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Psychology | Educational Psychology Review - incl. option to publish open access (Societies)

Educational Psychology Review

Educational Psychology Review

Editor-in-Chief: Daniel H. Robinson

ISSN: 1040-726X (print version)
ISSN: 1573-336X (electronic version)

Journal no. 10648

Call for Papers

There are several types of manuscripts that fit within the scope of Educational Psychology Review (EPR). Manuscripts must meet the following three criteria: (1) scholarly (not purely opinion or contrary to existing literature); (2) useful, important and timely (readers will be eager to tell others about the article); and (3) the main purpose is not reporting findings from an original empirical study.

Here are some types of manuscripts that are especially welcome:
  • Integrative reviews – these are necessary to advance the field in a specific area by synthesizing the relevant literature to better enable researchers to identify new and needed directions for future studies.
  • Research into Practice - papers that are not empirical but rather describe a well-supported educational innovation or intervention and how it might be implemented. Such papers are written with the practitioner in mind.
  • Commentaries – these can be long or short and should address a recent educational psychology article.
  • Interviews – these can serve several purposes. For example, they may capture and preserve historical stories that affect the development of our field. Another approach seeks a person’s views on topics that may not have been sufficiently expressed in the literature.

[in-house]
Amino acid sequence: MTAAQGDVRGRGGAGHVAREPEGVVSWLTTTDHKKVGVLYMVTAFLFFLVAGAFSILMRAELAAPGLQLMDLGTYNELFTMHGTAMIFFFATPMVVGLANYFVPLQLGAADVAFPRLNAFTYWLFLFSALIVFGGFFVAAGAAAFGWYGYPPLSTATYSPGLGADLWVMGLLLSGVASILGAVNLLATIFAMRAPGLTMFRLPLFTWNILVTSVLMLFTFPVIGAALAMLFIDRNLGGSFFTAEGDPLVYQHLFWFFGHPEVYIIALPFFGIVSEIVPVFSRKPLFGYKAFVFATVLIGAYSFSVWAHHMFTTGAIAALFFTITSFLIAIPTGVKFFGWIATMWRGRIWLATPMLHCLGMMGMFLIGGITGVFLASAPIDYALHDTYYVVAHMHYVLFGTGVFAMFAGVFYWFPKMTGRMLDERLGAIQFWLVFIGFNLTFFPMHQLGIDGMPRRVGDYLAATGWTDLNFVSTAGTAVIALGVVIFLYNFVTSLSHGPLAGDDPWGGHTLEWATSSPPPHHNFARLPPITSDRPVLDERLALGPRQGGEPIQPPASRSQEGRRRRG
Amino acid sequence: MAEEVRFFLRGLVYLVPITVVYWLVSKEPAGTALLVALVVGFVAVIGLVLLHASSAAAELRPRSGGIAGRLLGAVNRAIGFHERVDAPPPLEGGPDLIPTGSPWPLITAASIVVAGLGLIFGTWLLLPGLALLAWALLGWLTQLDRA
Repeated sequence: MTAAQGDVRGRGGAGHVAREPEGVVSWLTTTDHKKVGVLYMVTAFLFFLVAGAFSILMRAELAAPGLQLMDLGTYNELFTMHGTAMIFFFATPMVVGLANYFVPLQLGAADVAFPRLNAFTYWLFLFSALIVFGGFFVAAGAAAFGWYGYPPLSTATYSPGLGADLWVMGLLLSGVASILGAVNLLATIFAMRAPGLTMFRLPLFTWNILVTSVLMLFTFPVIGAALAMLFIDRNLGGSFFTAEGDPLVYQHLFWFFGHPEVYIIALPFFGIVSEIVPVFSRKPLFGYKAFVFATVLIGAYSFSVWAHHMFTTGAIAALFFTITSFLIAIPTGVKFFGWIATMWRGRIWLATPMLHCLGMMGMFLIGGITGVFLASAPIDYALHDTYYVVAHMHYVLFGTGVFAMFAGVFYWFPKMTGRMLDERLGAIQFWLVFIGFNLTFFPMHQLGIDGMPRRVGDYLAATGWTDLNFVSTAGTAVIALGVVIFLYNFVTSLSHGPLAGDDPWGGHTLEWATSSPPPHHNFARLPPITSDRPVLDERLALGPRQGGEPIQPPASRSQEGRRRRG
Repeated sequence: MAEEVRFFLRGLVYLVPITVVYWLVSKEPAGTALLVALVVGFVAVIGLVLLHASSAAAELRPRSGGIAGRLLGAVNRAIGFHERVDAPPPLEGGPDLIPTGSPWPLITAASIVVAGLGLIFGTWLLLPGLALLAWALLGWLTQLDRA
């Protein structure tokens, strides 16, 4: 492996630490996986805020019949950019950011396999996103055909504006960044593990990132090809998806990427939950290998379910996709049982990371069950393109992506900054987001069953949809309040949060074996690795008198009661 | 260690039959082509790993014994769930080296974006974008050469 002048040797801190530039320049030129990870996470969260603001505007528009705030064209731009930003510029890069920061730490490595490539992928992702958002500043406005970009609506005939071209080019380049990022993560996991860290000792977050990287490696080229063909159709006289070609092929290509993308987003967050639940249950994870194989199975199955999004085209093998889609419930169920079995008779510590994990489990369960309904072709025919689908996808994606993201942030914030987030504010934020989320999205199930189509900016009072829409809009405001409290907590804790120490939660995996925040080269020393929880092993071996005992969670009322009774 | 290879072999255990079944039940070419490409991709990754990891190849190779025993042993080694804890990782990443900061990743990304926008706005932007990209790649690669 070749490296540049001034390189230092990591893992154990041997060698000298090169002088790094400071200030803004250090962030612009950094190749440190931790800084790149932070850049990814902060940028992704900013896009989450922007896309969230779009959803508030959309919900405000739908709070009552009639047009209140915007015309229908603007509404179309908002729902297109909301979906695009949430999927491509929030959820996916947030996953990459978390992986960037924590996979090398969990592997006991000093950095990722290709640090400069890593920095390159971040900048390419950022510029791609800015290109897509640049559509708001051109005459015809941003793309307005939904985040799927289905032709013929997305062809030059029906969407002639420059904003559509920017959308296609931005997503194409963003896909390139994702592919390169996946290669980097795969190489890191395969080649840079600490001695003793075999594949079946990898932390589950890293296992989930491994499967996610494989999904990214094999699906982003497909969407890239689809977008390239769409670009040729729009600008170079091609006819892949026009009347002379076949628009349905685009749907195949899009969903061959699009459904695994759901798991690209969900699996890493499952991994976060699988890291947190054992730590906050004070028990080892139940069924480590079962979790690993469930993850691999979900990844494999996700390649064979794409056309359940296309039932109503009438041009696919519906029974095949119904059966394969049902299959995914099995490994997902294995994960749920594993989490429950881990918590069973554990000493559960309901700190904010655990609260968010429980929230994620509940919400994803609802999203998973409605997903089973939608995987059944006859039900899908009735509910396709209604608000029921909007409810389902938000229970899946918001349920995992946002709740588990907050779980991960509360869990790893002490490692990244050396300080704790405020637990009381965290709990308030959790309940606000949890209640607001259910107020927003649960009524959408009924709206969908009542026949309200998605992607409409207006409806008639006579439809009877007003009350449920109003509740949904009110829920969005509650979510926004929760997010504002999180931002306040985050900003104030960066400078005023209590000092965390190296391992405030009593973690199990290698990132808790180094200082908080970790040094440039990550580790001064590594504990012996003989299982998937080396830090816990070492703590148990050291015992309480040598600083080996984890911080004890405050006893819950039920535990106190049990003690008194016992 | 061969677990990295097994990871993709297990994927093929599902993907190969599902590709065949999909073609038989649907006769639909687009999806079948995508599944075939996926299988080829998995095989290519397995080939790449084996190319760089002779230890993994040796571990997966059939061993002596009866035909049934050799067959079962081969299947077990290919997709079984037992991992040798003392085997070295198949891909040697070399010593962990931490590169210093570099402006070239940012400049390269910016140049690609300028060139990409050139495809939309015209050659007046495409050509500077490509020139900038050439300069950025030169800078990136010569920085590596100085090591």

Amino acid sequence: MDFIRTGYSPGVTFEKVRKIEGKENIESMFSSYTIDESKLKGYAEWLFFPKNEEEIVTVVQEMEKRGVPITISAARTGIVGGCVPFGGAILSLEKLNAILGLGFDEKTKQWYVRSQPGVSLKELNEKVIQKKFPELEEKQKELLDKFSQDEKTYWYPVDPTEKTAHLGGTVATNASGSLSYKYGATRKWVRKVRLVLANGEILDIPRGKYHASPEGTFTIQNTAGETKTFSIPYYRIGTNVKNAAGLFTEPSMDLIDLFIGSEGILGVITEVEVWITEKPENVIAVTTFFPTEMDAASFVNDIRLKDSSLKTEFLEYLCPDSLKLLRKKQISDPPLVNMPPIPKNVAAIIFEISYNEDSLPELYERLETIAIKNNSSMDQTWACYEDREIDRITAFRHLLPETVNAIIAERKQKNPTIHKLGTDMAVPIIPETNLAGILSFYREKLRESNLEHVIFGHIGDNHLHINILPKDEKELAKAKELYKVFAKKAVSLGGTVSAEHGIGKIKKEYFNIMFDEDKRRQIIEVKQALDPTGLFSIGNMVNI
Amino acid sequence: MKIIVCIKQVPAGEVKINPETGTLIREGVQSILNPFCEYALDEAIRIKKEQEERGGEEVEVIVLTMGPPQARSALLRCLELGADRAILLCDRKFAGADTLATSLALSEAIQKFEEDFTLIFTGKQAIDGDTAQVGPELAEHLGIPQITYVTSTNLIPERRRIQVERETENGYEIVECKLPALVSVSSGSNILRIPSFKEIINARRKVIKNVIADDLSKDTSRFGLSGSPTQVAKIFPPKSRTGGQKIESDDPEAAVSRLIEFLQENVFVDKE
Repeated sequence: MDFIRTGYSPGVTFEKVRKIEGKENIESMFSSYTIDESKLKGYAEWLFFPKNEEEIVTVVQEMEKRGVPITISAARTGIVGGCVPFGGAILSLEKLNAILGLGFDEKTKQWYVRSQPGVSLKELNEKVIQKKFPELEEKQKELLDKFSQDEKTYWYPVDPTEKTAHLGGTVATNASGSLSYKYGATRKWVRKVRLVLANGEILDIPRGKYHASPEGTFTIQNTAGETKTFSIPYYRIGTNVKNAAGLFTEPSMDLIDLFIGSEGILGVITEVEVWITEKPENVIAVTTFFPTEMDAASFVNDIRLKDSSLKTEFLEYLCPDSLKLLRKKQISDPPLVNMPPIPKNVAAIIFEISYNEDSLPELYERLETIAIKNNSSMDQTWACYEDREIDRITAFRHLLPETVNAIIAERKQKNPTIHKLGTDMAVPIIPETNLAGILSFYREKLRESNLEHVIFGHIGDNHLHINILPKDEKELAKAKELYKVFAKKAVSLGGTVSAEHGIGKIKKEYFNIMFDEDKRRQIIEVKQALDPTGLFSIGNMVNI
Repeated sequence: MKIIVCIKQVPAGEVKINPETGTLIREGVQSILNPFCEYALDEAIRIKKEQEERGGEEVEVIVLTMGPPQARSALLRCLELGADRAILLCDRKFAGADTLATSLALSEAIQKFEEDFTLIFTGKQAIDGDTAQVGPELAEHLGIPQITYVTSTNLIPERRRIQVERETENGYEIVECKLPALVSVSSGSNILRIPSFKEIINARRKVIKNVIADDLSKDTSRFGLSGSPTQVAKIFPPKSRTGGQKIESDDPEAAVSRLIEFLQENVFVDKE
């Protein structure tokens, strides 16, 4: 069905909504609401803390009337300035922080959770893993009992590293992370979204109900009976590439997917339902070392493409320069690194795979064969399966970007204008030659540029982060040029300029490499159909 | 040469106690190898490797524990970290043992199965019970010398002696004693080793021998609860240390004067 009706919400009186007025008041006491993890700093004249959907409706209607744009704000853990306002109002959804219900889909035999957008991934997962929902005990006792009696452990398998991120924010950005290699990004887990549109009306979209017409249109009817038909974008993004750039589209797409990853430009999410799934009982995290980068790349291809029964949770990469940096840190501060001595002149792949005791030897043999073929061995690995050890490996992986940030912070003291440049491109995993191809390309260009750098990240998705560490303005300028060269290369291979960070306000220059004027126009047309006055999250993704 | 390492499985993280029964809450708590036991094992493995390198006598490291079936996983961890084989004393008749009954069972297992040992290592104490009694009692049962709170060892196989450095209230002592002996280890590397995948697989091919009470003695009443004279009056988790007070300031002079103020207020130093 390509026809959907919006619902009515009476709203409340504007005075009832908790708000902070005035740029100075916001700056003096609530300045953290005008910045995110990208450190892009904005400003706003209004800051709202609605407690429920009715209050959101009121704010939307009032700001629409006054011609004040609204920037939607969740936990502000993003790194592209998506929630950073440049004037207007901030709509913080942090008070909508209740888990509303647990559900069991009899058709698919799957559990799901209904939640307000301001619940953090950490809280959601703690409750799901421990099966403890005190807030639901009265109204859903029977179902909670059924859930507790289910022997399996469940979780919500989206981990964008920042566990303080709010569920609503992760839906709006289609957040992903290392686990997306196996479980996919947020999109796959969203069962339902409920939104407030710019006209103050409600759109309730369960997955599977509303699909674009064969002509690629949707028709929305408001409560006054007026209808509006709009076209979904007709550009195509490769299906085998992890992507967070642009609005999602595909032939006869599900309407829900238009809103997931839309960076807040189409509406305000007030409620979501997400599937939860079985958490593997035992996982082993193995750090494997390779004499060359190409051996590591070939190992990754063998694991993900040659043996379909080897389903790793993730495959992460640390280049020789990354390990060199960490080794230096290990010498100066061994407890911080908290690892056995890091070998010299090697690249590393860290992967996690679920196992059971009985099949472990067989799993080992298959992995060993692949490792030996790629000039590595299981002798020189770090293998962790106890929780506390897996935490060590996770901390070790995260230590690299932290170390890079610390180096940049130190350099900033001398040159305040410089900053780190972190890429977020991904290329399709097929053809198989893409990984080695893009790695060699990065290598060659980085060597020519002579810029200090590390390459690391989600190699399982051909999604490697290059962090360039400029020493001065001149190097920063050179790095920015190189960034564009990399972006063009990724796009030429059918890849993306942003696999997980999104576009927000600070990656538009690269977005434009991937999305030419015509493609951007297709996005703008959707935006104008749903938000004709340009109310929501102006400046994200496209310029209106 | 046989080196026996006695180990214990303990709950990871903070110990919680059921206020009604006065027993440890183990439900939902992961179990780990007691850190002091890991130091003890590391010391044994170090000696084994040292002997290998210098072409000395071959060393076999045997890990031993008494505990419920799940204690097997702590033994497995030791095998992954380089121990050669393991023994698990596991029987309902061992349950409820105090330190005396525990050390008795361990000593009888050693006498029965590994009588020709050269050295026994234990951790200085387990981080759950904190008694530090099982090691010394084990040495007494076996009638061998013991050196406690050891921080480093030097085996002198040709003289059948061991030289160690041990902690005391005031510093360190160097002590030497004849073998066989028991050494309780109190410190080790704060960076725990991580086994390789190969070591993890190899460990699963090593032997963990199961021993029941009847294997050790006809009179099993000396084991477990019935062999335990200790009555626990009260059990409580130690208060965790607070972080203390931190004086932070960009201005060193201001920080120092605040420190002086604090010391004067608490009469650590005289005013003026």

• Replications - these articles must contain multiple experiments. The first experiment must follow the method used in the original study – the only difference should be the participants. If the original study’s results are replicated, then a second experiment should extend the replication by changing one aspect of the method besides participants. This might involve different materials, a longer exposure to materials, a greater delay between acquisition and testing, and so forth. Finally, an experiment that results in different results based on the extension should be replicated one more time. Thus, replication articles that successfully replicate the findings for an original empirical study require at least three experiments. For those replications that fail to replicate the results of the original study, a second replication should follow the first. Then, if the results cannot be replicated after two attempts, a third experiment should contain an extension that the authors believe would allow for replication of the original study’s results. In this way, we can begin to identify the boundary conditions of the effect.
For more information, see:
Robinson, D. H. (2006). Editorial. Educational Psychology Review, 18, 115-117.

 

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